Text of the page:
Check this out...here are free online yoga classes, with videos. Looks like it could be a wonderful resource!


Thursday, June 18, 2009

Divinity School Applications

I have convinced myself there is no way I can get into Harvard, let alone get the required massive financial aid to go (not to mention get the part-time student status required, which will require a special exemption). In case I get the courage to apply, I woke up in the middle of the night the other night and scribbled out a first draft of a "statement of purpose," one of the items required for admission to Harvard's Master of Divinity program.

It felt really genius at the time, but as with most "2:00am writing," if I use anything from it at all, it will need a lot of work.

Meanwhile, I thought I could do myself a favor by putting out an initial request for my letters of recommendation, even though the school does not yet have its recommendation letter forms (which it specifies it needs) online for next year's applicants. While I was online looking for the forms, however, I read something I apparently missed previously: "At least TWO of these letters must be solicited from college, university, or seminary professors who have taught the applicant and are therefore well acquainted with the applicant's academic qualifications." Ah, shit.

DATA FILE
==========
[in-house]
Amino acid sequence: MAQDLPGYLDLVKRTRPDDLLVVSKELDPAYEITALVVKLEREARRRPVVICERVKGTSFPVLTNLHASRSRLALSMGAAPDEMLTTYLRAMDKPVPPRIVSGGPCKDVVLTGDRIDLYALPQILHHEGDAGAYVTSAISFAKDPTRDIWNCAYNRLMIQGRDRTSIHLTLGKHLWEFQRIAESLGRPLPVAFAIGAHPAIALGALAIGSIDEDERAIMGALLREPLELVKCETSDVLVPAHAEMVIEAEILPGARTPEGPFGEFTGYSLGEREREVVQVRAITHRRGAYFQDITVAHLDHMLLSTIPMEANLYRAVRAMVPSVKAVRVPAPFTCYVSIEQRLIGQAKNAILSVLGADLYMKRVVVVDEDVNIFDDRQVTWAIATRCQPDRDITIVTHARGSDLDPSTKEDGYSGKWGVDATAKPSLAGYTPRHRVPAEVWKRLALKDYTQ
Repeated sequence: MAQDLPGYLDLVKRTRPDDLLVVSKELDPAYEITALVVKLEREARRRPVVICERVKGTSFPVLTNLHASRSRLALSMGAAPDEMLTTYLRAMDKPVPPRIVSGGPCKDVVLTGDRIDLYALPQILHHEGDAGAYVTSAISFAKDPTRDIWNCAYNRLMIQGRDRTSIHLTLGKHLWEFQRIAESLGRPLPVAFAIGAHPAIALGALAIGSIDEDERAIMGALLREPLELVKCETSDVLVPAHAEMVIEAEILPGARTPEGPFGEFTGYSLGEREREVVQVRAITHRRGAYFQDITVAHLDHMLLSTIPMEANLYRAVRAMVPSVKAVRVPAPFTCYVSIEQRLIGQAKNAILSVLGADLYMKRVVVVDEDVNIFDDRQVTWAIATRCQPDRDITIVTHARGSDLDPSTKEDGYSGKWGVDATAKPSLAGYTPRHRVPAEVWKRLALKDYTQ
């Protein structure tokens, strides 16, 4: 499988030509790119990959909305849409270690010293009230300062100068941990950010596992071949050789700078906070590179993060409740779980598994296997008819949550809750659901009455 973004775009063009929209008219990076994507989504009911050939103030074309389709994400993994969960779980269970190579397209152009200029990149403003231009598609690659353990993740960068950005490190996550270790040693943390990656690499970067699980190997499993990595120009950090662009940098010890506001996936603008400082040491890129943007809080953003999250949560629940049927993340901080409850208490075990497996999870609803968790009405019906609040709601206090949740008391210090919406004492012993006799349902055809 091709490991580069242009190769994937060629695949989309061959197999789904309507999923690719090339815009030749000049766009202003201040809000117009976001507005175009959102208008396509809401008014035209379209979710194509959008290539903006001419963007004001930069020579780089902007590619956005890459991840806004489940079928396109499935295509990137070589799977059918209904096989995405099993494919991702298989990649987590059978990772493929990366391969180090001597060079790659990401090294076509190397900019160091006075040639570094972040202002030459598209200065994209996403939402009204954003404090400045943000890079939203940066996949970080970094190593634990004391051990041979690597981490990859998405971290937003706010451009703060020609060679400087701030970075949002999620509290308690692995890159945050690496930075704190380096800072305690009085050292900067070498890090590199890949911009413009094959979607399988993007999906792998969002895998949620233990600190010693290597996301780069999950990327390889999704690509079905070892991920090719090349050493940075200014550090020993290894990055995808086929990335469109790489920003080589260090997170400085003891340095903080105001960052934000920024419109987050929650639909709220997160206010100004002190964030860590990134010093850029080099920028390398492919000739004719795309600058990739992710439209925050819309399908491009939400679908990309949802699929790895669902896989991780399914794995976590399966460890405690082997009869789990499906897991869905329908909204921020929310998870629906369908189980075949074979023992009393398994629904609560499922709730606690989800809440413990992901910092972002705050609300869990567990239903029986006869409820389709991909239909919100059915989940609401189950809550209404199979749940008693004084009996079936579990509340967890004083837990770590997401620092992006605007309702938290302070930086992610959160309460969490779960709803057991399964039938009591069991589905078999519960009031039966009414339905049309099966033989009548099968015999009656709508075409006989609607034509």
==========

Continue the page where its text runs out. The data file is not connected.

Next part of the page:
I graduated from my most recent school experience in 2001, if memory serves. Since that time, the program I was in underwent a serious overhaul, and I just went searching online to discover that *none* of the faculty from my days in attendance are with the university anymore. So now I have to go hunt them down, and hope that I can find them, and then hope that they are doing something that will look good to freaking HARVARD on letterhead. And THEN hope that they actually remember me (I was an outstanding student of course, LOL, but who knows...their names have since faded from my own memory, so I wouldn't blame them if the same was true for them in regards to me).